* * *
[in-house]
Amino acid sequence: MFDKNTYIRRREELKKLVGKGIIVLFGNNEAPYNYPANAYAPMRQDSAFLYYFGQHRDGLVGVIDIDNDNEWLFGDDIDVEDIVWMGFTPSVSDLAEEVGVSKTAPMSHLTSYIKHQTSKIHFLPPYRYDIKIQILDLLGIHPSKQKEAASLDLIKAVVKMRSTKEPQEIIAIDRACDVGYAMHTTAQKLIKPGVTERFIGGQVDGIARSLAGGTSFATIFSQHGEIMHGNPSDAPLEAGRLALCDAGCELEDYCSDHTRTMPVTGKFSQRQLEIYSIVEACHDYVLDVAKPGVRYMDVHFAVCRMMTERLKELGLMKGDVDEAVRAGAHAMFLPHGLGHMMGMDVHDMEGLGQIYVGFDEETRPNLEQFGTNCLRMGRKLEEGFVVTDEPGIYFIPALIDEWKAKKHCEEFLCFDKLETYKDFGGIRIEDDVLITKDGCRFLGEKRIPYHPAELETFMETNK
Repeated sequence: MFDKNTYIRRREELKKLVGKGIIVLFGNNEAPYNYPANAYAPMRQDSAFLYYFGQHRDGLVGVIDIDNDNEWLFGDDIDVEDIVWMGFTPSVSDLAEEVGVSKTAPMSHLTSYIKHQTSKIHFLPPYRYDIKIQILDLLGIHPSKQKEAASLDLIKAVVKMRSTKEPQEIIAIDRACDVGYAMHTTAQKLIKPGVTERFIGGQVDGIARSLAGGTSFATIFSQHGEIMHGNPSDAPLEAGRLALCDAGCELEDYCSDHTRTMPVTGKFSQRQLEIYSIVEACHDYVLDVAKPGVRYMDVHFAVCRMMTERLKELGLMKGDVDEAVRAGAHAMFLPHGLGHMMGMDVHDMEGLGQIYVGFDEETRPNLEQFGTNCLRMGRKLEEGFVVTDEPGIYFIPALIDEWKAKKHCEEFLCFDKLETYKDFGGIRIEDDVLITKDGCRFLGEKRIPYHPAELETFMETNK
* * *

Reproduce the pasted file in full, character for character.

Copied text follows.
[in-house]
Amino acid sequence: MFDKNTYIRRREELKKLVGKGIIVLFGNNEAPYNYPANAYAPMRQDSAFLYYFGQHRDGLVGVIDIDNDNEWLFGDDIDVEDIVWMGFTPSVSDLAEEVGVSKTAPMSHLTSYIKHQTSKIHFLPPYRYDIKIQILDLLGIHPSKQKEAASLDLIKAVVKMRSTKEPQEIIAIDRACDVGYAMHTTAQKLIKPGVTERFIGGQVDGIARSLAGGTSFATIFSQHGEIMHGNPSDAPLEAGRLALCDAGCELEDYCSDHTRTMPVTGKFSQRQLEIYSIVEACHDYVLDVAKPGVRYMDVHFAVCRMMTERLKELGLMKGDVDEAVRAGAHAMFLPHGLGHMMGMDVHDMEGLGQIYVGFDEETRPNLEQFGTNCLRMGRKLEEGFVVTDEPGIYFIPALIDEWKAKKHCEEFLCFDKLETYKDFGGIRIEDDVLITKDGCRFLGEKRIPYHPAELETFMETNK
Repeated sequence: MFDKNTYIRRREELKKLVGKGIIVLFGNNEAPYNYPANAYAPMRQDSAFLYYFGQHRDGLVGVIDIDNDNEWLFGDDIDVEDIVWMGFTPSVSDLAEEVGVSKTAPMSHLTSYIKHQTSKIHFLPPYRYDIKIQILDLLGIHPSKQKEAASLDLIKAVVKMRSTKEPQEIIAIDRACDVGYAMHTTAQKLIKPGVTERFIGGQVDGIARSLAGGTSFATIFSQHGEIMHGNPSDAPLEAGRLALCDAGCELEDYCSDHTRTMPVTGKFSQRQLEIYSIVEACHDYVLDVAKPGVRYMDVHFAVCRMMTERLKELGLMKGDVDEAVRAGAHAMFLPHGLGHMMGMDVHDMEGLGQIYVGFDEETRPNLEQFGTNCLRMGRKLEEGFVVTDEPGIYFIPALIDEWKAKKHCEEFLCFDKLETYKDFGGIRIEDDVLITKDGCRFLGEKRIPYHPAELETFMETNK